2Q: Are wired or wireless earpieces allowed? 2A: Yes. Hands-free use of a mobile telephone is allowed using either a wired or wireless earpiece, or the speakerphone function of the mobile telephone. Wireless connection of the mobile telephone to the vehicle for hands-free operation of the telephone, which would allow the use of single-button controls on the steering wheel or dashboard, would also be allowed. 3Q: Are commercial motor vehicle (CMV) drivers allowed to use push-to-talk mobile communications equipment while driving? 3A: Yes, provided the driver does not reach for, dial, or hold the actual mobile telephone in his/her hand while driving and the driver is able to touch the button needed to operate the push-to-talk feature from the normal seated position with the safety belt fastened. Generally, the use of this type of communications equipment does not require drivers to take their eyes off of the forward roadway because the button used to enable the driver to communicate can be operated from the normal seated position with the safety belt fastened. For example, if the mobile phone is mounted in a cradle or similar device near the driver, or there is a remote push-to-talk button near the vehicle controls to allow the driver to communicate without reaching for, dialing, or holding the actual mobile telephone in his/her hands while driving, the equipment may be used.

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FAQ: Ban on Hand Held Cellular Phones 4Q: Are holders of a commercial driver’s license (CDL) subject to the regulation only when driving a CMV, as defined in 49 CFR 383.5, or any vehicle? 4A: CDL holders are subject to the Federal rule only when driving a CMV. 5Q: What drivers are covered by the Federal rule: intrastate or interstate? CDL holders? All CMVs? 5A: This Federal rule covers both, drivers of CMVs in interstate commerce, and also any drivers who operate a vehicle transporting a quantity of hazardous materials requiring placarding under 49 CFR Part 172 or any quantity of a material listed as a select agent or toxin in 42 CFR part 73. If a CMV driver is employed by a State or a political subdivision of a State (e.g. county, city, township, etc.), FMCSA safety regulations do not apply, even if the driver is engaged in interstate transportation. But if a CMV driver employed by a State or a political subdivision of a State is operating a vehicle that requires a CDL, the applicable State traffic laws would govern (e.g., Maryland’s prohibition on the use of hand-held phones). The States have 3 years to implement by State law the disqualification provision. 6Q: What is required of the employer in terms of company policy or training? 6A: The rule does not require motor carriers to establish written policies in terms of company policy or training programs for their drivers. However, employers are prohibited from allowing or requiring their drivers to use hand-held mobile phones. A motor carrier may establish policies or practices that make it clear that the employer does not require or allow hand-held mobile telephone use while driving a CMV in interstate commerce. The carrier is responsible for its drivers’ conduct. MOTOROLA SOLUTIONS RESTRICTED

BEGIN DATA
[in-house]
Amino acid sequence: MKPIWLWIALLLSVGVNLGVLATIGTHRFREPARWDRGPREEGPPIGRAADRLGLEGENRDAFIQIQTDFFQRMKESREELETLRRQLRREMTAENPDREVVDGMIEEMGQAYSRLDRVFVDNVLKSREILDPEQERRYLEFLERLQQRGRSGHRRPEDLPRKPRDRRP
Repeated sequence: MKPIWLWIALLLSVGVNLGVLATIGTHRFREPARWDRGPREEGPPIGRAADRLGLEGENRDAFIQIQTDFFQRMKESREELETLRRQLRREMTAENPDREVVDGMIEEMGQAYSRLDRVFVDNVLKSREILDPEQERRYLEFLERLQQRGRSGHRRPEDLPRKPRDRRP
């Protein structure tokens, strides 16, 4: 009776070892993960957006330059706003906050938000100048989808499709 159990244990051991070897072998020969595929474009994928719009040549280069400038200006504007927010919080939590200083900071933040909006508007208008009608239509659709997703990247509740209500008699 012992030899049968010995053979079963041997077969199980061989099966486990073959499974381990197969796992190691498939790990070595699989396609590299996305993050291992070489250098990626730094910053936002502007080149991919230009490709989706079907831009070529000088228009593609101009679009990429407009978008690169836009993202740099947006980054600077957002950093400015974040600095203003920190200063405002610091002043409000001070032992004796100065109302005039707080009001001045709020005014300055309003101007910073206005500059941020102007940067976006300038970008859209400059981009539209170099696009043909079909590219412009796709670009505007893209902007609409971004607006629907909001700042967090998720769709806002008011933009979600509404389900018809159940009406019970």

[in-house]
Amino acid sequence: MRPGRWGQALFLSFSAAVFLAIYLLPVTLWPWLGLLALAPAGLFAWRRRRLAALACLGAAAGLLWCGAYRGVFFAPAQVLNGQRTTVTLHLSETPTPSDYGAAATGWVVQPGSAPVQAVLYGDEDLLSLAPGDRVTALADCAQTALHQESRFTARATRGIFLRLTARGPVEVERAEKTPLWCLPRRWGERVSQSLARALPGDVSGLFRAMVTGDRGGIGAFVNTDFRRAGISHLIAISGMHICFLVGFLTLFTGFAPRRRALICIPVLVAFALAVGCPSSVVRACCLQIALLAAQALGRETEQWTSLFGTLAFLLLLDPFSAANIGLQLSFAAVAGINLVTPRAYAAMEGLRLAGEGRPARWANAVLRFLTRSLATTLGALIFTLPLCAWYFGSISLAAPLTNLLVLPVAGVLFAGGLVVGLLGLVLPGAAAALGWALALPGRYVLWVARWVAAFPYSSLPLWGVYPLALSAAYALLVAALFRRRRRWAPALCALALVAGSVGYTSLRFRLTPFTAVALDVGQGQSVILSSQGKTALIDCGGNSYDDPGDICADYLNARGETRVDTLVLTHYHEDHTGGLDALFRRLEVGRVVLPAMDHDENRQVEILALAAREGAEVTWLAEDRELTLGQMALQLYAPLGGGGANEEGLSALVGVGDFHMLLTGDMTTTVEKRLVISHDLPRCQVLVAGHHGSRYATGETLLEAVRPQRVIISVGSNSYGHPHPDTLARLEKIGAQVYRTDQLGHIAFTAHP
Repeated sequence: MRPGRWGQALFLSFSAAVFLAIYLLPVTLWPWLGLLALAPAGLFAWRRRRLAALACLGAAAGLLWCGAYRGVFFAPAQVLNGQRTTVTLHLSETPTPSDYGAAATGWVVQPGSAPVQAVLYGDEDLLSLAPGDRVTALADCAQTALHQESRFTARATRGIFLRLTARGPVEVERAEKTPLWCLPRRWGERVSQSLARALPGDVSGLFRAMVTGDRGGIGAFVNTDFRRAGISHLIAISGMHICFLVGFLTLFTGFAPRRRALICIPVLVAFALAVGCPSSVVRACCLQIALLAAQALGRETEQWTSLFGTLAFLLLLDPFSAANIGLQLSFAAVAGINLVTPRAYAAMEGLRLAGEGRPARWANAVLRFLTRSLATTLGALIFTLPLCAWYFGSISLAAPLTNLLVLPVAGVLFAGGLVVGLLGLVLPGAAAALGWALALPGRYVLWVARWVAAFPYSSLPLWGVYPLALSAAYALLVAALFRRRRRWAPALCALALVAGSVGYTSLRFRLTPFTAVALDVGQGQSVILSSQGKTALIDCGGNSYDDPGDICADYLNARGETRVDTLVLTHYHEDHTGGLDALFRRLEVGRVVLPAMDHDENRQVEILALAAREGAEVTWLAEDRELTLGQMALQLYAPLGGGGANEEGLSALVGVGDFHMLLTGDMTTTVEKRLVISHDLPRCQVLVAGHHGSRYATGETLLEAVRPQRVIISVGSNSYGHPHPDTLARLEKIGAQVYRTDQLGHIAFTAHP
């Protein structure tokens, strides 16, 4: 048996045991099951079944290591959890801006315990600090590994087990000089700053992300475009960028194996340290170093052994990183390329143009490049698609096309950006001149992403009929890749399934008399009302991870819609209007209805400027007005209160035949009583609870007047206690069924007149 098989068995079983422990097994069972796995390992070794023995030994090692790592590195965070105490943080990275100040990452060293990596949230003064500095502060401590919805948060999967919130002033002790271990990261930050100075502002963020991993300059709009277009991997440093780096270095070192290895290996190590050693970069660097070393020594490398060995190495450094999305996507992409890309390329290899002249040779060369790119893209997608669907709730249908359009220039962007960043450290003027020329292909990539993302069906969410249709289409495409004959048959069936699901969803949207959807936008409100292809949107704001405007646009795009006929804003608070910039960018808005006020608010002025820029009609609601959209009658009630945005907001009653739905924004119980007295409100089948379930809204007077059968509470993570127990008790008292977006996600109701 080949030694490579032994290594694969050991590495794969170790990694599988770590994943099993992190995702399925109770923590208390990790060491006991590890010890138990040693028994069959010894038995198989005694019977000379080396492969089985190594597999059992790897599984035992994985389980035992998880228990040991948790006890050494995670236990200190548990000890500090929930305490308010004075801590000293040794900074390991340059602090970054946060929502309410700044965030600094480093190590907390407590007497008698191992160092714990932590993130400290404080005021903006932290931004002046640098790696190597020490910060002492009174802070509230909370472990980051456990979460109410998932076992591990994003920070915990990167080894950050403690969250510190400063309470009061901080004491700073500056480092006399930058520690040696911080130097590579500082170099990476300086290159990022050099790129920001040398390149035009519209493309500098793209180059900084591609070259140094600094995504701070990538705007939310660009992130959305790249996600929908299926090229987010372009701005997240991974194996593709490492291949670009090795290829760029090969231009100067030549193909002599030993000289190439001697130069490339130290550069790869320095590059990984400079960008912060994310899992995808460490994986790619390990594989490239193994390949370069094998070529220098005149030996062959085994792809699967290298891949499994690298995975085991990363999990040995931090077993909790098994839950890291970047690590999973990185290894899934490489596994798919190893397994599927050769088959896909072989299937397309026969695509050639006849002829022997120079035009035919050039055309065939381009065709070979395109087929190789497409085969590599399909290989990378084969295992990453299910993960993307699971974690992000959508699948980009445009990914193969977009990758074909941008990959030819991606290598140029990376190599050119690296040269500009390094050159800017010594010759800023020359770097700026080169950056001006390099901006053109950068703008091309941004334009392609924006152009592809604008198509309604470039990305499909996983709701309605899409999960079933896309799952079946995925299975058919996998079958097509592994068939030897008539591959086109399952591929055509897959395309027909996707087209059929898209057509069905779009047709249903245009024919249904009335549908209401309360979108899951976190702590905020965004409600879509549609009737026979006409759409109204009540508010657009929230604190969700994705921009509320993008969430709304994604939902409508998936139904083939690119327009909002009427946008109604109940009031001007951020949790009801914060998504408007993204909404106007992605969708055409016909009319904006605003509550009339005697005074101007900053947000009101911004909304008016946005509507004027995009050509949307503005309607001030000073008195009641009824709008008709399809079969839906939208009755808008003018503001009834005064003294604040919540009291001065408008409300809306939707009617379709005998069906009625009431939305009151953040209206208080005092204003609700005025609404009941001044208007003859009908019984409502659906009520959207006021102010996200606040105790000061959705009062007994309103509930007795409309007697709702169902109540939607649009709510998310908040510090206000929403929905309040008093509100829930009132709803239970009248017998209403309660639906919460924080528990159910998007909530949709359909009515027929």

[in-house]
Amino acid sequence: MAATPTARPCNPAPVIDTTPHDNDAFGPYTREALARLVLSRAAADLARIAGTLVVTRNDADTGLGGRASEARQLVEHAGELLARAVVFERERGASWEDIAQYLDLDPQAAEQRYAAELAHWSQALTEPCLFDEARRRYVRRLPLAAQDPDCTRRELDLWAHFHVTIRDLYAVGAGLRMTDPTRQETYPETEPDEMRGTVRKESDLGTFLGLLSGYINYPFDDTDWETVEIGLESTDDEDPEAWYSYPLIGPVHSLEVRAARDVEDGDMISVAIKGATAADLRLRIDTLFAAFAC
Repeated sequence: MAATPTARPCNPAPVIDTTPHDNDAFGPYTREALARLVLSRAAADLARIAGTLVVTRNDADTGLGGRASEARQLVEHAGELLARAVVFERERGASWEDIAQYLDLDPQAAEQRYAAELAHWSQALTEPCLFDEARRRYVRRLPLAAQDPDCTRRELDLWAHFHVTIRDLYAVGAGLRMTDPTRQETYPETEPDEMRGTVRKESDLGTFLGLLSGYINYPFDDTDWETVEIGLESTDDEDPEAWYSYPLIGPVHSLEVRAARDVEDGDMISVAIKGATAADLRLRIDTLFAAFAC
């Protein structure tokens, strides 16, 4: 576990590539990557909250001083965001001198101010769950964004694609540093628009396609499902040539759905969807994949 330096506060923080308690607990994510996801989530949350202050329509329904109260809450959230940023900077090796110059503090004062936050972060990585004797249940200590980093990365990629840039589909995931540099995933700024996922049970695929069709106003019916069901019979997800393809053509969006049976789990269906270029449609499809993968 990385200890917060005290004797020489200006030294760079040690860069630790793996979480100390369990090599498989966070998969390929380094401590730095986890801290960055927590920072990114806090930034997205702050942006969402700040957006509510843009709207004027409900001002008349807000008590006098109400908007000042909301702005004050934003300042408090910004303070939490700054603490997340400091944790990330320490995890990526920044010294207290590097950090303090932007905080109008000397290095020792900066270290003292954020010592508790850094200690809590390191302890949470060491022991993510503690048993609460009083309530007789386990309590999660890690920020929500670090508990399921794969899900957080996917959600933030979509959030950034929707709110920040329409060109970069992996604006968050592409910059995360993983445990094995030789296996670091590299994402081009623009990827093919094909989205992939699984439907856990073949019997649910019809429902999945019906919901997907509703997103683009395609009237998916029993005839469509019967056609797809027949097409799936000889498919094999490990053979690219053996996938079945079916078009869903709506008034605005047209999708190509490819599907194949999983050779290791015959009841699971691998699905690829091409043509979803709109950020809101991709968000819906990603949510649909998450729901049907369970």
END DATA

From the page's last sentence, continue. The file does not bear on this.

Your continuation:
FAQ: Ban on Hand Held Cellular Phones 7Q: Is dialing a phone number allowed under this rule? 7A: No. Dialing a mobile telephone while operating a CMV in interstate commerce is prohibited by the rule. A driver can initiate, answer, or terminate a call by touching a single button on a mobile telephone, earpiece, steering wheel, or instrument panel – comparable to using vehicle controls or instrument panel functions, such as the radio or climate control system. 8Q: Can a driver reach for a mobile telephone even if he/she intends to use the hands-free function? 8A: No. In order to comply with this rule, a driver must have his or her mobile telephone located where the driver is able to initiate, answer, or terminate a call by touching a single button while the driver is in the seated driving position and properly restrained by a seat belt. If the mobile telephone is not close to the driver and operable while the driver is restrained by properly installed and adjusted seat belts, then the driver is considered to be reaching for the mobile phone, which is prohibited by the rule. 9Q: Are tow trucks exempt? 9A: No. The interstate operation of tow trucks that meet the definition of a CMV are not exempt. Tow trucks, however, are exempt when responding to police emergencies in accordance with 49 CFR 390.23(a)(3).